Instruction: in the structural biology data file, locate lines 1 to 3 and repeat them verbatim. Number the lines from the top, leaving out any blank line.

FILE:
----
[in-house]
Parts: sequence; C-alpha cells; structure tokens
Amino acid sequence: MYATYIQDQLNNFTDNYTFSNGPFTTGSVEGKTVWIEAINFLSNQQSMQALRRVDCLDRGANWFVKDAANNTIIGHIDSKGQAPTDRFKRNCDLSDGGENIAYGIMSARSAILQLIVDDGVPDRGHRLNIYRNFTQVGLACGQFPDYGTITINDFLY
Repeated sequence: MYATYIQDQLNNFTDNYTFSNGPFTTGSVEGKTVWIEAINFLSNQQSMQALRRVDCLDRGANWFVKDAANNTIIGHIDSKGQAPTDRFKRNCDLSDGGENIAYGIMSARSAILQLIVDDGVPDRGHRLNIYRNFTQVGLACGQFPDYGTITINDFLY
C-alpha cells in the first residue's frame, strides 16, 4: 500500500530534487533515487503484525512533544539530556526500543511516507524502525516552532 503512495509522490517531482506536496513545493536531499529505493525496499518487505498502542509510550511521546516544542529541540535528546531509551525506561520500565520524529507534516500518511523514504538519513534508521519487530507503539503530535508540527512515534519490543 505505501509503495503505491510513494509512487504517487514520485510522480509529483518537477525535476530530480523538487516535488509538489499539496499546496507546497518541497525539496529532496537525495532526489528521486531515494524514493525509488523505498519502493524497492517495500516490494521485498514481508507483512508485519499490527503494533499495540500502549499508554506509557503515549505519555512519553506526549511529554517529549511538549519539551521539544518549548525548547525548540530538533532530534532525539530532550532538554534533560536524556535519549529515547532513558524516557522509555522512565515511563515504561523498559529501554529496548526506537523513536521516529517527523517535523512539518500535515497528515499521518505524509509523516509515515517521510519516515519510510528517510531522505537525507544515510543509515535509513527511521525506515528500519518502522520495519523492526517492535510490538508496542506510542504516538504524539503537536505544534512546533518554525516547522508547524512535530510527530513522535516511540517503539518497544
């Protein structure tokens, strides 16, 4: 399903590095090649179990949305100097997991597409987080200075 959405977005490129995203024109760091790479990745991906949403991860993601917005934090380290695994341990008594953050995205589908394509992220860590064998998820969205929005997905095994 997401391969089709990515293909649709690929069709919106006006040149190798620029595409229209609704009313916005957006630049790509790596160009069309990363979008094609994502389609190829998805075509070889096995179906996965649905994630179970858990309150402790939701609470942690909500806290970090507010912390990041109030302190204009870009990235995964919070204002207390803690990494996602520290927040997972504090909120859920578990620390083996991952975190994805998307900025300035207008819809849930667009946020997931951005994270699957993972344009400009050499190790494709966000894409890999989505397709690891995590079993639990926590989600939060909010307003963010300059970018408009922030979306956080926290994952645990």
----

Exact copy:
[in-house]
Parts: sequence; C-alpha cells; structure tokens
Amino acid sequence: MYATYIQDQLNNFTDNYTFSNGPFTTGSVEGKTVWIEAINFLSNQQSMQALRRVDCLDRGANWFVKDAANNTIIGHIDSKGQAPTDRFKRNCDLSDGGENIAYGIMSARSAILQLIVDDGVPDRGHRLNIYRNFTQVGLACGQFPDYGTITINDFLY